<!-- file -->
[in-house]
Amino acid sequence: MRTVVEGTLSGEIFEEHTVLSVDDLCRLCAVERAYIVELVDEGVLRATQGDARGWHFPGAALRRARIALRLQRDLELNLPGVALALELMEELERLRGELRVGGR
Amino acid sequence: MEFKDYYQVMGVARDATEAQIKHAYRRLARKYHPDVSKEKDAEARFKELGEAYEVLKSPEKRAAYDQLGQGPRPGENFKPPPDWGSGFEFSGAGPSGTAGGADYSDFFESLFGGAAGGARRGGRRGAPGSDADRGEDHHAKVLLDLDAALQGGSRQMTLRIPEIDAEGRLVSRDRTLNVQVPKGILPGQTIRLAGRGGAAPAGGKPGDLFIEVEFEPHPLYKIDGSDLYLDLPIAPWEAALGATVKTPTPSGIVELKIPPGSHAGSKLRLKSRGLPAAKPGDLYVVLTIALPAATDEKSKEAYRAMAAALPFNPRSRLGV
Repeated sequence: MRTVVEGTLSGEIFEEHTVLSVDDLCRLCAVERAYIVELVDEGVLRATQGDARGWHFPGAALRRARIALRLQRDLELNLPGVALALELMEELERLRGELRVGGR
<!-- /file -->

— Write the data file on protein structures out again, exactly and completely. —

[in-house]
Amino acid sequence: MRTVVEGTLSGEIFEEHTVLSVDDLCRLCAVERAYIVELVDEGVLRATQGDARGWHFPGAALRRARIALRLQRDLELNLPGVALALELMEELERLRGELRVGGR
Amino acid sequence: MEFKDYYQVMGVARDATEAQIKHAYRRLARKYHPDVSKEKDAEARFKELGEAYEVLKSPEKRAAYDQLGQGPRPGENFKPPPDWGSGFEFSGAGPSGTAGGADYSDFFESLFGGAAGGARRGGRRGAPGSDADRGEDHHAKVLLDLDAALQGGSRQMTLRIPEIDAEGRLVSRDRTLNVQVPKGILPGQTIRLAGRGGAAPAGGKPGDLFIEVEFEPHPLYKIDGSDLYLDLPIAPWEAALGATVKTPTPSGIVELKIPPGSHAGSKLRLKSRGLPAAKPGDLYVVLTIALPAATDEKSKEAYRAMAAALPFNPRSRLGV
Repeated sequence: MRTVVEGTLSGEIFEEHTVLSVDDLCRLCAVERAYIVELVDEGVLRATQGDARGWHFPGAALRRARIALRLQRDLELNLPGVALALELMEELERLRGELRVGGR